Security. No nation under sustained attack by an international terrorist network can afford to leave its most vulnerable border essentially unsecured, yet this is exactly the case with respect to the US Mexican border. Equity. We are a nation composed largely of immigrants who came into the country under far more rigorous controls. It is patently unfair and politically untenable to reward illegal immigration with an easier path than that followed by those who played by the rules. Realism. The rate of illegal entry can be dramatically reduced only through a combination of measures that couples more effective enforcement with a sharply increased legal flow of well identified and vetted temporary workers.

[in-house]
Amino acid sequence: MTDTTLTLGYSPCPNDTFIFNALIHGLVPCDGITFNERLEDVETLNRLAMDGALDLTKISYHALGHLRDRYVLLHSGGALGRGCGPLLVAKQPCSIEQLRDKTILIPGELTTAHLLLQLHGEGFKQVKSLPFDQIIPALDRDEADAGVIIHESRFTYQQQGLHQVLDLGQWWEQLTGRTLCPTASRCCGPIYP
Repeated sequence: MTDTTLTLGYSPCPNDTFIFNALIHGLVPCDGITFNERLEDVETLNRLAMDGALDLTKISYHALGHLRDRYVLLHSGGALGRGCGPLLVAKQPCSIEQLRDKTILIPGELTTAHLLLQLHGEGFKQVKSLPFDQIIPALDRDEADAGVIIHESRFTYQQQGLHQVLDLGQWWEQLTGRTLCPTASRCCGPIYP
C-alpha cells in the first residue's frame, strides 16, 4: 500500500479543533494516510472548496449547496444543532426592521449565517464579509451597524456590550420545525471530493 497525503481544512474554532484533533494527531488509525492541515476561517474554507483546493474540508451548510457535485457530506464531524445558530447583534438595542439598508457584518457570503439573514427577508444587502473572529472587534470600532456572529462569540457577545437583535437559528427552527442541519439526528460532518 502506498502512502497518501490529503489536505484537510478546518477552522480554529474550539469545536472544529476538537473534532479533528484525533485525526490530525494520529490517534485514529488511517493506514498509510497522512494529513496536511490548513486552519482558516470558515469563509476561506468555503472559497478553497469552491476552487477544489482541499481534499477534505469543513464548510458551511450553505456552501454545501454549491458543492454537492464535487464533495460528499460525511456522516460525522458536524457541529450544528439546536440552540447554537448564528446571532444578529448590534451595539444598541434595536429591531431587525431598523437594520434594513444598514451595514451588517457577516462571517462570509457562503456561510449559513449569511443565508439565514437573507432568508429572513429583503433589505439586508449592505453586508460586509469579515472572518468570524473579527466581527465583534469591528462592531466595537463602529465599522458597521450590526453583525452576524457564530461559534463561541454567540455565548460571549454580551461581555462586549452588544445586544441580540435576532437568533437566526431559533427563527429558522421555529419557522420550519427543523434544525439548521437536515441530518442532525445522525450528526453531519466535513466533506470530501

Second – the nine principal elements of viable reform: